The energy sector is driving important innovations in the remotely operated vehicle (ROV) industry as companies drill down further into the deepest depths of the ocean in search of new opportunities. More and more deep-sea projects are coming on stream whose existence would not have even been possible 10 years ago.
Today’s ROVs are capable of highly advanced robotics and are fitted with sophisticated instruments designed to collect data on anything from the saline content of ocean waters to the health and behaviour patterns of marine ecosystems. And their importance in these projects cannot be overstated.
One of the key advances over the past few years has been in the area of robotic arms, with manufacturers moving increasingly to models able to perform the full seven functions of the human arm, where previously they were limited to five.
Now the game is increasingly about sensitivity, and there is much excitement brewing around the concept of ‘forced feedback’. This refers to technology that allows the ROV operator to physically feel the robotic arm or other attachment as if it were an extension of their own body. Things such as force resistance and ocean movement are all relayed to the control stick above the surface.
"Whoever is controlling the master arm can control the actual force," explains founder and director of ROV Downunder, Bill Bulloch. "These machines can pick up a bottle of wine in one arm and pour it into a glass in another, or they can smash thick concrete and cut through steel."
Over the next few years it is expected that this area will see important new advances allowing for increasingly specific and delicate robotic activities to be performed by ROVs. At the same time important advances are expected in the area of communications, particularly with regard to the transmission of real-time video over greater distances.
There are cases, of course, when even if video were possible, it would not be effective. This could be the result of poor visibility or physical obstructions, such as might occur in complex plant environments.
Schilling Robotics, the company that built the arm used on the Space Shuttle Challenger, is working on the first generation of ROVs that can be programmed to interpret CAD drawings of projects, helping to reduce the margin for error.
More generally, the ROV industry is increasingly turning to the use of simulators to plan and direct the activity of vehicles.
And on the IT side, ROV manufacturers have made great improvements to control systems, for instance incorporating touch screens with hard controls to deliver a more intuitive experience.
Data collection is another important area forming the ROV market. As project sites have increased in size and depth they are playing host to increasing numbers and varieties of sensors reporting on things such as production variables, asset health as well as the flagging of potentially abnormal situations.
Whereas a single production field may have 20 to 30 operating wells, with more than 40 production trees and manifolds, each of these assets can have anywhere from five to 15 monitoring sensors mounted. With traditionally mounted instrumentation, offshore operators would periodically be required to lift an asset such as a tree or manifold to the surface in order to repair it. This would require shutting off production associated with those assets, plus the significant cost of hauling the asset to the surface and replacing failed or compromised instrumentation, which in some cases could cost more than $1m a day.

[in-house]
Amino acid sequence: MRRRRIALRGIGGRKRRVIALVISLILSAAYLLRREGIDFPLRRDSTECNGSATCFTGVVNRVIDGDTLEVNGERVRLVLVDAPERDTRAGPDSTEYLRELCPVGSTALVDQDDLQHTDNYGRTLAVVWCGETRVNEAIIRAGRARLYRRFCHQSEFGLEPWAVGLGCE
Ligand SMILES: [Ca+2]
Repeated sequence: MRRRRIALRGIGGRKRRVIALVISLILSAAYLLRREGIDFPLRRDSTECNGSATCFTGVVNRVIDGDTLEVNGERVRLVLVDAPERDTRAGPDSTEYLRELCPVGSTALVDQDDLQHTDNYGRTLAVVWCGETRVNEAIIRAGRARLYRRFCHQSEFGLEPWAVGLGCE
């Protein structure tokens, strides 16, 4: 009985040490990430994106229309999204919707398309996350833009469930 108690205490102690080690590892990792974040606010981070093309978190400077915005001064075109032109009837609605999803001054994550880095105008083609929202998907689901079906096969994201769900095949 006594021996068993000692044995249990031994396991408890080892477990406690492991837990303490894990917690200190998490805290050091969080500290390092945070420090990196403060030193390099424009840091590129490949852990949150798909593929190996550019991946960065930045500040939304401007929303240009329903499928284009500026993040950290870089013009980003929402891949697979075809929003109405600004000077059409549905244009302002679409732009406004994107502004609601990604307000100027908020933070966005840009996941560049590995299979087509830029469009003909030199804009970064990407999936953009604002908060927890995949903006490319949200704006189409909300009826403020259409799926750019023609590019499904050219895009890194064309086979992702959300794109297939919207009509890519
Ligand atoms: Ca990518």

US firm Emerson announced recently it is conducting a trial of its Roar ROV Sensor Retrieval System in partnership with BP, Chevron, Shell, Total and Statoil. The system features a complex set of capabilities for reading and maintaining sensors which Emerson says could completely transform this area of operations. The project is being sponsored by Demo 2000, a Norwegian government research initiative advancing development of more efficient and cost effective technologies servicing the Norwegian Continental Shelf (NCS).
Key to extending the range and operational stamina of underwater ROVs is reducing the thickness of their umbilical chords, which requires the development of alternatives to direct power supply. The obvious one is batteries and there have been significant advances in terms of weight and performance over the past few years.
A promising new area with important implications for power sustainability, however, is the study of underwater motion. For instance, manufacturers have been trialling vehicles that can generate their own power by moving on a dolphin-like trajectory.
Of course, energy exploration isn’t the only industry reliant on ROV technology.
Telecommunications and defence are two key markets for ROV manufacturers, while newer sectors such as water desalination are now beginning to emerge.
The Australian federal as well as NSW and Queensland state governments have made significant investments in desalination infrastructure in a bid to secure future water supply for metropolitan areas, some of which have been subjected to severe water restrictions following one of the worst droughts in the nation’s history.
The key challenge with these projects is monitoring and conducting maintenance throughout extensive and narrow pipe systems, which would be far too dangerous for divers to contemplate.
Currently on site at a major plant in South Queensland, ROV Downunder is putting some of the smallest ROVs on the market to work.
"Now we can go with a suitcase ROV mobile on top of portable water tank or water – drop vehicle and carry out full inspection of the tank," Bulloch explains. "A lot of the time we don’t even have to disrupt production."